Counselling for teen anxiety at record high
Counselling sessions for anxiety have reached record levels in Northern Ireland, a charity has reported.
A total of 467 young people from here contacted Childline over the past two years as they battled anxiety, with some even suffering panic attacks as they struggled to get help.
In the 12 months to April the NSPCC service delivered 258 such sessions with children - up from 209 in 2015/16.
But the true figure is likely to be higher with hundreds not telling the service where they were calling from.
Across the UK, Childline counsellors carried out 13,746 counselling sessions - the equivalent of 38 a day - with anxious young people.
In over 3,000 of these, callers talked about having panic attacks, which made them feel trapped and worried.
However, some young people have told Childline they did not fit the criteria for Children and Mental Health Support (CAMHS), or have been left on their waiting list for months.
A 17-year-old girl said: "I suffer with anxiety and panic attacks and find it difficult to leave the house.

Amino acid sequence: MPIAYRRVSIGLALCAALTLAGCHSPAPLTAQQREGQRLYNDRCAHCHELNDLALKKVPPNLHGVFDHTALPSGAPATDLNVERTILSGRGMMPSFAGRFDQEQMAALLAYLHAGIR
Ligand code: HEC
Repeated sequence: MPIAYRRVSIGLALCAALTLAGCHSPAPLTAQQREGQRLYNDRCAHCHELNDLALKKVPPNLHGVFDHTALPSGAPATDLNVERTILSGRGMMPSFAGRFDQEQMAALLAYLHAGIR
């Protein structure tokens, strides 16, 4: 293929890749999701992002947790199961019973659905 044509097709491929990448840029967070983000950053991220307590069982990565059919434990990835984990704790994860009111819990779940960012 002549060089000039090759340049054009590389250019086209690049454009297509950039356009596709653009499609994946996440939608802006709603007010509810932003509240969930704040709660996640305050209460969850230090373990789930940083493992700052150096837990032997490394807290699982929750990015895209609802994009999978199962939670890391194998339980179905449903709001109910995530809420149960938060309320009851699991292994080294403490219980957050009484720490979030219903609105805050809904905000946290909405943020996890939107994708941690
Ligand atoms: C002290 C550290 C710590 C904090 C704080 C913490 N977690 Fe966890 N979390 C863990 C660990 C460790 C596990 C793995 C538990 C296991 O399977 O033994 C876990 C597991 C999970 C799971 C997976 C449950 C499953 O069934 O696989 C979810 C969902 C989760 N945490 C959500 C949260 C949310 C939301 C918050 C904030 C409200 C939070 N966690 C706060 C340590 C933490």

"I was referred to CAMHS but I was on a waiting list for eight months.
"During that time my anxiety got worse, so I never went because I was too scared.
"Every day feels impossible and so difficult and I know I need help but the thought of having to sit there and talk openly, having to revisit old memories and thoughts with a stranger terrifies me."
The youngsters also said they experienced challenges at home in getting help, with some having their anxiety dismissed by parents as an overreaction or a passing phase.
In some counselling sessions they are able to identify triggers for their anxiety, such as starting a new school, moving house or upcoming exams.
One 16-year-old girl told counsellors: "Recently I've been feeling anxious and the smallest things make me feel scared.
"I don't understand because nothing has happened to trigger it.
"I've just been feeling worse and worse lately. It's got to the point where I've felt so overwhelmed that I just want to run away from it all."
Neil Anderson, head of the NSPCC in Northern Ireland, said: "Anxiety is a growing problem in young people's lives today, and it is not going away.
"We all need to help children and teenagers find ways to cope with their anxious feelings and not dismiss them as an overreaction."
Dame Esther Rantzen, founder and president of Childline, added: "It's only natural for children and young people to feel worried sometimes, but when they are plagued by constant fears which result in panic attacks and make them too anxious to leave their homes then they need urgent support."